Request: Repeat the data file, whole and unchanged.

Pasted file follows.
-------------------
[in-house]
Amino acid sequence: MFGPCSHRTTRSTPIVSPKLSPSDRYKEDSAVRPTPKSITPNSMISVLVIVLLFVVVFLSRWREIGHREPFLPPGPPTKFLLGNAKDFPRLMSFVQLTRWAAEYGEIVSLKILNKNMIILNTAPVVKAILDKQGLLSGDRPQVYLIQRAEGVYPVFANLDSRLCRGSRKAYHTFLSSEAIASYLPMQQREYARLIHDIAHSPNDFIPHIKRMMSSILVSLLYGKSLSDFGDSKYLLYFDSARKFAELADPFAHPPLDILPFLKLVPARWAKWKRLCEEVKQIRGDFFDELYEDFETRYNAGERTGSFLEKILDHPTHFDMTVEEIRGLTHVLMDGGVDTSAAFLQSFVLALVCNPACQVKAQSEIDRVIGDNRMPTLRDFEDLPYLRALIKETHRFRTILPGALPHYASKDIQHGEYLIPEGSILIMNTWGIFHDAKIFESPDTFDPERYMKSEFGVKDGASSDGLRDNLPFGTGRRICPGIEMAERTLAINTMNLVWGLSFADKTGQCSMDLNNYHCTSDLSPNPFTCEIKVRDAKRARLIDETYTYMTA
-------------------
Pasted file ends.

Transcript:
[in-house]
Amino acid sequence: MFGPCSHRTTRSTPIVSPKLSPSDRYKEDSAVRPTPKSITPNSMISVLVIVLLFVVVFLSRWREIGHREPFLPPGPPTKFLLGNAKDFPRLMSFVQLTRWAAEYGEIVSLKILNKNMIILNTAPVVKAILDKQGLLSGDRPQVYLIQRAEGVYPVFANLDSRLCRGSRKAYHTFLSSEAIASYLPMQQREYARLIHDIAHSPNDFIPHIKRMMSSILVSLLYGKSLSDFGDSKYLLYFDSARKFAELADPFAHPPLDILPFLKLVPARWAKWKRLCEEVKQIRGDFFDELYEDFETRYNAGERTGSFLEKILDHPTHFDMTVEEIRGLTHVLMDGGVDTSAAFLQSFVLALVCNPACQVKAQSEIDRVIGDNRMPTLRDFEDLPYLRALIKETHRFRTILPGALPHYASKDIQHGEYLIPEGSILIMNTWGIFHDAKIFESPDTFDPERYMKSEFGVKDGASSDGLRDNLPFGTGRRICPGIEMAERTLAINTMNLVWGLSFADKTGQCSMDLNNYHCTSDLSPNPFTCEIKVRDAKRARLIDETYTYMTA